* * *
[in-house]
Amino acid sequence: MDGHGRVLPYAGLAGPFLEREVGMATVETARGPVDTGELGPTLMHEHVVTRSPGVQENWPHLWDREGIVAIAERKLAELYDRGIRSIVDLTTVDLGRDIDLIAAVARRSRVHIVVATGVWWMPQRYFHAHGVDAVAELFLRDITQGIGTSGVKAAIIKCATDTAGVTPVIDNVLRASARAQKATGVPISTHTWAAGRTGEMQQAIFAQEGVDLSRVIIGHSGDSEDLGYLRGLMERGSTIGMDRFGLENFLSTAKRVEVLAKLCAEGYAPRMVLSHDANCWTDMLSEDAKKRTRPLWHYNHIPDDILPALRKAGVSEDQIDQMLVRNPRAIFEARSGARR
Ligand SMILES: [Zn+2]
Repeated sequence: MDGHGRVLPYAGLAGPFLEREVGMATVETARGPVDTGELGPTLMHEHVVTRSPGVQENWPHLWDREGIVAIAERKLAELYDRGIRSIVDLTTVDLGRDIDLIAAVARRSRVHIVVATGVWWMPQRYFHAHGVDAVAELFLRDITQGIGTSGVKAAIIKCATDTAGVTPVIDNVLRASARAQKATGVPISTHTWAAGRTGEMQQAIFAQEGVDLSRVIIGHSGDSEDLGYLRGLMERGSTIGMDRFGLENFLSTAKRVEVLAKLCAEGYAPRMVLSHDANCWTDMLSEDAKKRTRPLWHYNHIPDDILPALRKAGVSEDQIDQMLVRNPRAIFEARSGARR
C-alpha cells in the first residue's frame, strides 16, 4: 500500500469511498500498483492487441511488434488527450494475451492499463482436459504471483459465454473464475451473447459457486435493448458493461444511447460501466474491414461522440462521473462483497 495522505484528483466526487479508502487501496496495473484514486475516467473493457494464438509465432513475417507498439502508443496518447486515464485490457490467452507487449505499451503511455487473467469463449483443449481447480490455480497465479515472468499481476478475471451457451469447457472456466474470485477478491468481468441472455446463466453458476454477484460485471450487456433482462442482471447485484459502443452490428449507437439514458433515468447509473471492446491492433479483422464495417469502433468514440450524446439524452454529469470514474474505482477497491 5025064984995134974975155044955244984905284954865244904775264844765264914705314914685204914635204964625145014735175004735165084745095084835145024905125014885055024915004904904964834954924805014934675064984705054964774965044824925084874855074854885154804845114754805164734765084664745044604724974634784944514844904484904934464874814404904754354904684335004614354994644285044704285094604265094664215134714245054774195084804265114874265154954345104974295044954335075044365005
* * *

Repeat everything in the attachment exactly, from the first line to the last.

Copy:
[in-house]
Amino acid sequence: MDGHGRVLPYAGLAGPFLEREVGMATVETARGPVDTGELGPTLMHEHVVTRSPGVQENWPHLWDREGIVAIAERKLAELYDRGIRSIVDLTTVDLGRDIDLIAAVARRSRVHIVVATGVWWMPQRYFHAHGVDAVAELFLRDITQGIGTSGVKAAIIKCATDTAGVTPVIDNVLRASARAQKATGVPISTHTWAAGRTGEMQQAIFAQEGVDLSRVIIGHSGDSEDLGYLRGLMERGSTIGMDRFGLENFLSTAKRVEVLAKLCAEGYAPRMVLSHDANCWTDMLSEDAKKRTRPLWHYNHIPDDILPALRKAGVSEDQIDQMLVRNPRAIFEARSGARR
Ligand SMILES: [Zn+2]
Repeated sequence: MDGHGRVLPYAGLAGPFLEREVGMATVETARGPVDTGELGPTLMHEHVVTRSPGVQENWPHLWDREGIVAIAERKLAELYDRGIRSIVDLTTVDLGRDIDLIAAVARRSRVHIVVATGVWWMPQRYFHAHGVDAVAELFLRDITQGIGTSGVKAAIIKCATDTAGVTPVIDNVLRASARAQKATGVPISTHTWAAGRTGEMQQAIFAQEGVDLSRVIIGHSGDSEDLGYLRGLMERGSTIGMDRFGLENFLSTAKRVEVLAKLCAEGYAPRMVLSHDANCWTDMLSEDAKKRTRPLWHYNHIPDDILPALRKAGVSEDQIDQMLVRNPRAIFEARSGARR
C-alpha cells in the first residue's frame, strides 16, 4: 500500500469511498500498483492487441511488434488527450494475451492499463482436459504471483459465454473464475451473447459457486435493448458493461444511447460501466474491414461522440462521473462483497 495522505484528483466526487479508502487501496496495473484514486475516467473493457494464438509465432513475417507498439502508443496518447486515464485490457490467452507487449505499451503511455487473467469463449483443449481447480490455480497465479515472468499481476478475471451457451469447457472456466474470485477478491468481468441472455446463466453458476454477484460485471450487456433482462442482471447485484459502443452490428449507437439514458433515468447509473471492446491492433479483422464495417469502433468514440450524446439524452454529469470514474474505482477497491 5025064984995134974975155044955244984905284954865244904775264844765264914705314914685204914635204964625145014735175004735165084745095084835145024905125014885055024915004904904964834954924805014934675064984705054964774965044824925084874855074854885154804845114754805164734765084664745044604724974634784944514844904484904934464874814404904754354904684335004614354994644285044704285094604265094664215134714245054774195084804265114874265154954345104974295044954335075044365005